UPDATE NOTE: It’s been a fantastic week for us as we’ve made the front cover of The Chicago Sun-Times! Dave Hoekstra wrote an amazing piece laying out the importance of this discovery for Ralph and Marilyn, for Chicago and for the world of art. Read Dave’s story here.
I had just returned from an eight-day vacation in Rochester, NY. As usual the trip tired me out as I was dashing about visiting family and friends and having a fine time. It was a working holiday, however, as the Kickstarter campaign began while I was away from Chicago and we were off to try saving The Lost Marionettes of Ralph Kipniss.
Two days after returning to Chicago, I trekked to The Main Street Theatre in Michigan City, IN to help Ralph Kipniss and Marilyn Giedraitis with some technical duties thrust upon me literally at the last minute. They needed
not only helpers to build and to dismantle 15-ft. scaffolding, lighting and wooden sets but also to operate lighting and music during the 45 minute presentation of “Pinocchio.”
There’s really no way to comprehend all the work needed to stage a
production like this. The tear down and storing of all the staging and equipment took 5 hours last Saturday–and the tear down was the easier part. Luckily, Ralph and Marilyn were able to rely on two almost entirely different sets of crews for building and dismantling. They also had the help of their talented apprentices Preston Wollner and Juan Aguilar. Both did their best to fill me in on lighting cues, spotting the “Blue Fairy” and operating the iTunes directory for the soundtrack. Thankfully, Dee Materis was able to convince Jason Scovel, who’s had some expertise in stage equipment, to provide much needed additional muscle after the show.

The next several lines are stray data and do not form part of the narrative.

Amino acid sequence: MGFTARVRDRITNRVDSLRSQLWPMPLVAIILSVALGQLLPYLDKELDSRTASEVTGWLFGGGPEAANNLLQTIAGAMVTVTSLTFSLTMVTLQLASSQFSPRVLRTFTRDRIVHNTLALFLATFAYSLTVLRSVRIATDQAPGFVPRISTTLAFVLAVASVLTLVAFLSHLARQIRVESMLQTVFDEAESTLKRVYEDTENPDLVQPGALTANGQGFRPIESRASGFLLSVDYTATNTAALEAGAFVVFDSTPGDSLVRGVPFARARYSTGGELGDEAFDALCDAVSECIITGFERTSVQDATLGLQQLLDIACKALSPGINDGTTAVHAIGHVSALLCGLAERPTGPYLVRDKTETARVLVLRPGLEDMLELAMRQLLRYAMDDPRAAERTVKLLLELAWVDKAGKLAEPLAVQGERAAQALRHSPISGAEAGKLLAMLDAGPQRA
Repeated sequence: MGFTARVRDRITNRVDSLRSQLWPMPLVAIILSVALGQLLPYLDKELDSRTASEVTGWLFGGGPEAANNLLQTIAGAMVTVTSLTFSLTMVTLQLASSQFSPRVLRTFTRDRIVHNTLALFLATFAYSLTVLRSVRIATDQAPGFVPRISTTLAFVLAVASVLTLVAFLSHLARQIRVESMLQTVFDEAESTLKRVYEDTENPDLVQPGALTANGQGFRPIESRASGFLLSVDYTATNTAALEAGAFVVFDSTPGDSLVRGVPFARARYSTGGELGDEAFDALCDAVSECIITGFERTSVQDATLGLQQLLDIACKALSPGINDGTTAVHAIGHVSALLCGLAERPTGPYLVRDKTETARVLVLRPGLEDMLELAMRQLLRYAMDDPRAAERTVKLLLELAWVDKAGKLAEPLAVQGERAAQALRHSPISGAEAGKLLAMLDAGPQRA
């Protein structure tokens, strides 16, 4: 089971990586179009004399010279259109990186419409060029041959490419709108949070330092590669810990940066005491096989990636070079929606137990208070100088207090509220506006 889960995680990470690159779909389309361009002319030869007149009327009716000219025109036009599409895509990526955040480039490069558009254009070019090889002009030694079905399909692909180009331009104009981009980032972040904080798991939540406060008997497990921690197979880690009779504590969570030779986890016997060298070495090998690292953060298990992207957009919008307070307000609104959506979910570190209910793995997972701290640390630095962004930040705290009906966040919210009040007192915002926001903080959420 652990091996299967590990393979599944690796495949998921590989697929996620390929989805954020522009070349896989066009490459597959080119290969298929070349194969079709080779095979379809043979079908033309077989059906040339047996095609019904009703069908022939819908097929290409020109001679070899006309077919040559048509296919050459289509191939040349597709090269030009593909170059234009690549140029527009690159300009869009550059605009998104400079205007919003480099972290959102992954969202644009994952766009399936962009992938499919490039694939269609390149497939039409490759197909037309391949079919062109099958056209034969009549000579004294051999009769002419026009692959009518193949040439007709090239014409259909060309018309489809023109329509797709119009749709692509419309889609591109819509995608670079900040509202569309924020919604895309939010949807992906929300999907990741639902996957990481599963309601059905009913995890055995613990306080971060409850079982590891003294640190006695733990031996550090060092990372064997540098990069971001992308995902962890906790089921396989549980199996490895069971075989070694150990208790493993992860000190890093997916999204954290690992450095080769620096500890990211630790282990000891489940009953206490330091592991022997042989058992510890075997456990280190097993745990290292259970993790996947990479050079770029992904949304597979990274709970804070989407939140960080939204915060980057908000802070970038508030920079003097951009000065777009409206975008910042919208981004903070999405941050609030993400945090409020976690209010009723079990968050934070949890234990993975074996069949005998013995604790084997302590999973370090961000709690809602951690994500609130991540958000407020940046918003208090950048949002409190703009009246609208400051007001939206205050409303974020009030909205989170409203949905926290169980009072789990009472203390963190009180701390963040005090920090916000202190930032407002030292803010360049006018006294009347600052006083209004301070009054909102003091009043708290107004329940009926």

After that rainy evening and while riding back home to Chicago thoroughly exhausted, I was able to appreciate all the hard work Ralph and Marilyn put in for the sake of audiences everywhere. Whether it was the dozen or so who showed up at Main Street Theatre or the 400 kids entertained by the dragon and Can Can marionettes the following week. The hard work is all for the smiles, laughter and applause. It’s a good reason to be tired.